Sultan Mahmood is under a death sentence from the Taliban. The torture they inflicted on him has led to a leg being amputated. His teenage son was kidnapped and beheaded. A school he ran has been burned down.
But the British Government has now decided that the 70-year-old former army officer will be safe back in Afghanistan and he must go back. He has been told by the UK Border Agency that he has until 10 June to leave after his application for asylum was rejected.
The Independent learned of Colonel Mahmood's predicament from Whitehall officials with knowledge of the current situation in Afghanistan. They believe that he will face very real danger of being harmed back in his country.
Col Mahmood was refused asylum despite doctors from the Medical Foundation for the Care of Victims of Torture saying they were convinced he had been subjected to extreme physical abuse and was now suffering from serious mental trauma. The judge at his immigration tribunal stressed that he accepted Col Mahmood's account of his ordeal as "credible and genuine" and recognised that the former officer "has a major disability and major psychological illnesses". The authorities, he acknowledged, would not be able to protect him if he returned to his home village.
However, in his ruling on 5 March, Judge Elvidge concluded that although he had "great sympathy for the appellant" he would have to apply the law as it stands. Col Mahmood, he stated, should be sent to the Afghan capital Kabul. He accepted the Home Office's argument that "the objective evidence is that while the Taliban are growing in strength and influence, there is still sufficient state protection in Kabul".
The Afghan capital has experienced seven major Taliban attacks in the last year, including one on a United Nations guest house in which 11 people were killed, leading to the organisation evacuating all but essential staff from the country.
Col Mahmood's brother, Shah Wali, who lives in London, went to Kabul two years ago. During his visit he was shot in the stomach. Shah Wali Mahmood presented evidence of his injury to the tribunal which was accepted by the judge.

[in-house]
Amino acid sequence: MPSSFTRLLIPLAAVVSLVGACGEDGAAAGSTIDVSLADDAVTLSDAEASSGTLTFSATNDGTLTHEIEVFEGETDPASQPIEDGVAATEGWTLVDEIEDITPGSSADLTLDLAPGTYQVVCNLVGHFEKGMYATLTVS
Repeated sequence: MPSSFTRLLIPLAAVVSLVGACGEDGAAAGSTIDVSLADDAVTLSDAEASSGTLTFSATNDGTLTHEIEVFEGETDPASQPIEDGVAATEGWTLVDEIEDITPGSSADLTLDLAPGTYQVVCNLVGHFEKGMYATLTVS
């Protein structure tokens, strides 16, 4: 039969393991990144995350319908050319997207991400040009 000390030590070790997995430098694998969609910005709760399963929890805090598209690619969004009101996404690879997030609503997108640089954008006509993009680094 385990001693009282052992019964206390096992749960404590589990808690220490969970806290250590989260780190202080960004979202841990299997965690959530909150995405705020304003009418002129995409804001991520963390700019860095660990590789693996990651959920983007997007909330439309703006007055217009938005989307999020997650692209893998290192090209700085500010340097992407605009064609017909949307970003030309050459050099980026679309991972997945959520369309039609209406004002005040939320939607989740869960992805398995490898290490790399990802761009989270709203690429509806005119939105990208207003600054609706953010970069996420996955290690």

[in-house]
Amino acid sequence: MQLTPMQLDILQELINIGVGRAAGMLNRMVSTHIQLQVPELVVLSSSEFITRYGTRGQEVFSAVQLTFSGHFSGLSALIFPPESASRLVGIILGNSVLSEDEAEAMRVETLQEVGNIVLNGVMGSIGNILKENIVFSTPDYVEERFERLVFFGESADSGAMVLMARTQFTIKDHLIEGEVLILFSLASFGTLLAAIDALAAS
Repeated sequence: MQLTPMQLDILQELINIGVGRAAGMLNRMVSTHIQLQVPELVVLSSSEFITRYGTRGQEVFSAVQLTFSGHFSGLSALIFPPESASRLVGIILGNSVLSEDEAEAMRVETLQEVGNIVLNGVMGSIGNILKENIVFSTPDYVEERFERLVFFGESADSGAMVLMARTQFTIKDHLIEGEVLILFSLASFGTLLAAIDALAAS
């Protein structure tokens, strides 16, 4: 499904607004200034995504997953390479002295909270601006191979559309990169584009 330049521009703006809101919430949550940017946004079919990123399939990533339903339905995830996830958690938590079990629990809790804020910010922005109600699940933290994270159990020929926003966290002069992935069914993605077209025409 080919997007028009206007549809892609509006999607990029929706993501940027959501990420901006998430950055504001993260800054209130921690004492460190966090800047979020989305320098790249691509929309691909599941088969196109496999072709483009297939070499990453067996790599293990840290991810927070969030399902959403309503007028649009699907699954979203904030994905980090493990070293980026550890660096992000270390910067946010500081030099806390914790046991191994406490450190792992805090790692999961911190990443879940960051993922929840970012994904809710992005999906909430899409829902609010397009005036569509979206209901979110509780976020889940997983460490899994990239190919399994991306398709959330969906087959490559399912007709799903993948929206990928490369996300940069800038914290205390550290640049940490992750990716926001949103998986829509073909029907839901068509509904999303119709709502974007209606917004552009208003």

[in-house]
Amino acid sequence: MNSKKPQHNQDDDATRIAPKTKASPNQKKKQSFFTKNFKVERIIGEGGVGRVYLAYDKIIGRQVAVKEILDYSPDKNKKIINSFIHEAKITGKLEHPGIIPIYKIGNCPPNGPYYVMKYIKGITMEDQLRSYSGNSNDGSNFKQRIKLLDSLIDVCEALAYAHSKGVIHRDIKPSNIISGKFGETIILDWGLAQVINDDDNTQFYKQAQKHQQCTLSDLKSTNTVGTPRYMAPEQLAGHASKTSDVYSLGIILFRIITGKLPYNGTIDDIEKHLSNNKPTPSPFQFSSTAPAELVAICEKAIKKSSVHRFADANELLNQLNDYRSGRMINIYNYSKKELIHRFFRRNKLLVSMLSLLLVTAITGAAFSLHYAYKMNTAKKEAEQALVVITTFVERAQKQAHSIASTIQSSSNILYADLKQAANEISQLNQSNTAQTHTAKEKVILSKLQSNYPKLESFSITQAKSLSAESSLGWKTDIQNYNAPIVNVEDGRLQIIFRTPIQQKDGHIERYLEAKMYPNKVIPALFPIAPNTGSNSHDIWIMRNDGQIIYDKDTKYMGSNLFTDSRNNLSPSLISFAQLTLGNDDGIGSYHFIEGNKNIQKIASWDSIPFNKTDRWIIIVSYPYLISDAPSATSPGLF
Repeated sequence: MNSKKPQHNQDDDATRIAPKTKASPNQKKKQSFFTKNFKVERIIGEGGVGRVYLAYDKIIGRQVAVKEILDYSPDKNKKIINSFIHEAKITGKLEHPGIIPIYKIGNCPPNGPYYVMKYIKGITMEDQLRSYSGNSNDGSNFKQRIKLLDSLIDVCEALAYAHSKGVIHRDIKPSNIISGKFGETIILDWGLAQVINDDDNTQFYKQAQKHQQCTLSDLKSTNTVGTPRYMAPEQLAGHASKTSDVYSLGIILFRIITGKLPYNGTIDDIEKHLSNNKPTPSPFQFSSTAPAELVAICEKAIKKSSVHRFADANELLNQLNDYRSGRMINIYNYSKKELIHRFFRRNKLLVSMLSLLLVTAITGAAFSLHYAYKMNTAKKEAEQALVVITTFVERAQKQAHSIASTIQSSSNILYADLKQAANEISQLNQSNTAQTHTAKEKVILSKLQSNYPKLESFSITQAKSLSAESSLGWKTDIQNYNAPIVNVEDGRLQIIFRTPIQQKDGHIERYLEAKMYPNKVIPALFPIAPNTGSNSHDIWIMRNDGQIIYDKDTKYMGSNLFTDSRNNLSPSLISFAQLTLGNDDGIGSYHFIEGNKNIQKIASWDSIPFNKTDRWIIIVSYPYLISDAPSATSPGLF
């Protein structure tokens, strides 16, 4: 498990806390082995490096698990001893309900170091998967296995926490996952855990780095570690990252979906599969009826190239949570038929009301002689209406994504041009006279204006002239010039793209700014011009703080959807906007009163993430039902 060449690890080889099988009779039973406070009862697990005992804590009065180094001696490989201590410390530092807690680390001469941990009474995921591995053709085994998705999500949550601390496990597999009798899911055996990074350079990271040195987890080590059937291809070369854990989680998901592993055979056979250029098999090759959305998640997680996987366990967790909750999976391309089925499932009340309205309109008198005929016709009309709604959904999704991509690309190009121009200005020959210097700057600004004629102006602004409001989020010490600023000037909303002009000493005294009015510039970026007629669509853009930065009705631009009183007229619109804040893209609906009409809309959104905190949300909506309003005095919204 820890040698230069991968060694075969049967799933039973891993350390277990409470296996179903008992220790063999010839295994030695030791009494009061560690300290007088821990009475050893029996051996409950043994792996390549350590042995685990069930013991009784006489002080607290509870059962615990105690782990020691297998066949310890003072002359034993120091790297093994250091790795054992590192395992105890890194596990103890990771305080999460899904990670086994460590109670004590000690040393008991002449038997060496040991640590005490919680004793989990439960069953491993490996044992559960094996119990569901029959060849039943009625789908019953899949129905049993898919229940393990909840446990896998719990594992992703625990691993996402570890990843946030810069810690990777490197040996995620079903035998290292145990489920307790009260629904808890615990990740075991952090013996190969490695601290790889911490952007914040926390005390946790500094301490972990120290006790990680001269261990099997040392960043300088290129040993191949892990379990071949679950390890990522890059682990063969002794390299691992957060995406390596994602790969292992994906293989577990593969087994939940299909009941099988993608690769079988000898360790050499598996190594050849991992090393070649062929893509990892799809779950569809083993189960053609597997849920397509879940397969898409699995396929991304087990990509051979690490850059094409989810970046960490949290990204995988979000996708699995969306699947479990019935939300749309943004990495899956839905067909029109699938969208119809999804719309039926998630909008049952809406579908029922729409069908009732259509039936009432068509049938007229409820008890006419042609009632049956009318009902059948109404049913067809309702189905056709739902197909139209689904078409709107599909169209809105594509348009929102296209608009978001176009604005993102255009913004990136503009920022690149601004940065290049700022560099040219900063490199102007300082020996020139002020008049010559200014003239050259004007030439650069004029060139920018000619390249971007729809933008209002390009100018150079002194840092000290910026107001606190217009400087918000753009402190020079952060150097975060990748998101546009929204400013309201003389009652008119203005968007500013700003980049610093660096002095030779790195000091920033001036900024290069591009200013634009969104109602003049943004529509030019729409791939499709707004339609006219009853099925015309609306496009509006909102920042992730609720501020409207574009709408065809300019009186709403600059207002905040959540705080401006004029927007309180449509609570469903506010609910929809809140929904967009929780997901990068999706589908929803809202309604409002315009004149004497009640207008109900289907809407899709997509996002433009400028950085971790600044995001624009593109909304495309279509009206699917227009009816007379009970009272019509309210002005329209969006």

Col Mahmood, who has been in England for three years, says there is no one in Kabul who can support him. His wife, Bibi Khanam, and their three daughters fled to Pakistan after the murder of their son which followed the demand of a local Taliban commander that one of the daughters should be given to him in marriage.
Col Mahmood was a member of the People's Democratic Party of Afghanistan, a Marxist organisation, while serving as helicopter pilot in the Air Force. After the government was overthrown in 1992 he left Kabul with his family for the village of Zamankhail, a place named after his grandfather, in Wardak province.
The Taliban took over Wardak from the Mujahideen in the mid 1990s, and their local leader, Mullah Sabir, told Col Mahmood that he must start flying helicopters for the Talibs in impending operations. His refusal led to imprisonment and torture. His right leg was so severely damaged that it had to be amputated above the knee.
Col Mahmood continued to live in Zamankhail, keeping a low profile. He seemed to have been left alone by the Taliban who no longer had any use for him as a pilot because of his disability.
In 2001, after the overthrow of Mullah Omar's regime following the invasion led by US and British forces, Col Mahmood was asked by the village council to open a school in the area which would offer girls' education banned under the Taliban.
As the security situation deteriorated in Afghanistan resurgent Taliban infiltrated back into Wardak. "Night letters" began to appear threatening those associated with the school unless it was shut down and, soon afterwards, his son was abducted.
According to Col Mahmood, and the witnesses who appeared for him in the immigration tribunal, a local elder carrying out negotiations with the insurgents told Col Mahmood that a senior Taliban commander promised his son's return in exchange for his elder daughter Deva, then aged 15.
Col Mahmood and his wife refused the demand. His son, Mohammed Zaman, was subsequently beheaded, and his mutilated body left in a sack outside the school, which was later burned down.
Col Mahmood said yesterday: "I am very afraid for the future. I have not been able to sleep properly since I was told that I would have to leave. The judge said he believed me and all the people who spoke up for me. So I do not understand why they are doing this to me."
His solicitors are seeking leave to appeal against the decision.Reuse content